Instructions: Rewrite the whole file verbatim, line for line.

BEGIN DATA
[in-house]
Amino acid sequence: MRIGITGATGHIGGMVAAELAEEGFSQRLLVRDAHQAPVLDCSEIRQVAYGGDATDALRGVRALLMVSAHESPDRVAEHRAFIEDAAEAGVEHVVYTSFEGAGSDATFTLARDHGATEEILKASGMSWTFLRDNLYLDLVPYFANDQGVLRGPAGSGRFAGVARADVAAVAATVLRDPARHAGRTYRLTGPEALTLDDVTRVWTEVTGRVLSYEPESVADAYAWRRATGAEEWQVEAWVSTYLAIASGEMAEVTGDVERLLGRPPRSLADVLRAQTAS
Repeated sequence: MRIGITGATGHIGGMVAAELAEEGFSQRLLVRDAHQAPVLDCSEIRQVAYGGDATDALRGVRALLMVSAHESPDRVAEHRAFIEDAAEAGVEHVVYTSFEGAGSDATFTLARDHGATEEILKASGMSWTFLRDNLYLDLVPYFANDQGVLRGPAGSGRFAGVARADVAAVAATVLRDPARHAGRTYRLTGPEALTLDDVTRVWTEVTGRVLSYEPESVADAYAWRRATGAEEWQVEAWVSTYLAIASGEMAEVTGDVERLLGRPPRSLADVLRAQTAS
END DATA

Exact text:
[in-house]
Amino acid sequence: MRIGITGATGHIGGMVAAELAEEGFSQRLLVRDAHQAPVLDCSEIRQVAYGGDATDALRGVRALLMVSAHESPDRVAEHRAFIEDAAEAGVEHVVYTSFEGAGSDATFTLARDHGATEEILKASGMSWTFLRDNLYLDLVPYFANDQGVLRGPAGSGRFAGVARADVAAVAATVLRDPARHAGRTYRLTGPEALTLDDVTRVWTEVTGRVLSYEPESVADAYAWRRATGAEEWQVEAWVSTYLAIASGEMAEVTGDVERLLGRPPRSLADVLRAQTAS
Repeated sequence: MRIGITGATGHIGGMVAAELAEEGFSQRLLVRDAHQAPVLDCSEIRQVAYGGDATDALRGVRALLMVSAHESPDRVAEHRAFIEDAAEAGVEHVVYTSFEGAGSDATFTLARDHGATEEILKASGMSWTFLRDNLYLDLVPYFANDQGVLRGPAGSGRFAGVARADVAAVAATVLRDPARHAGRTYRLTGPEALTLDDVTRVWTEVTGRVLSYEPESVADAYAWRRATGAEEWQVEAWVSTYLAIASGEMAEVTGDVERLLGRPPRSLADVLRAQTAS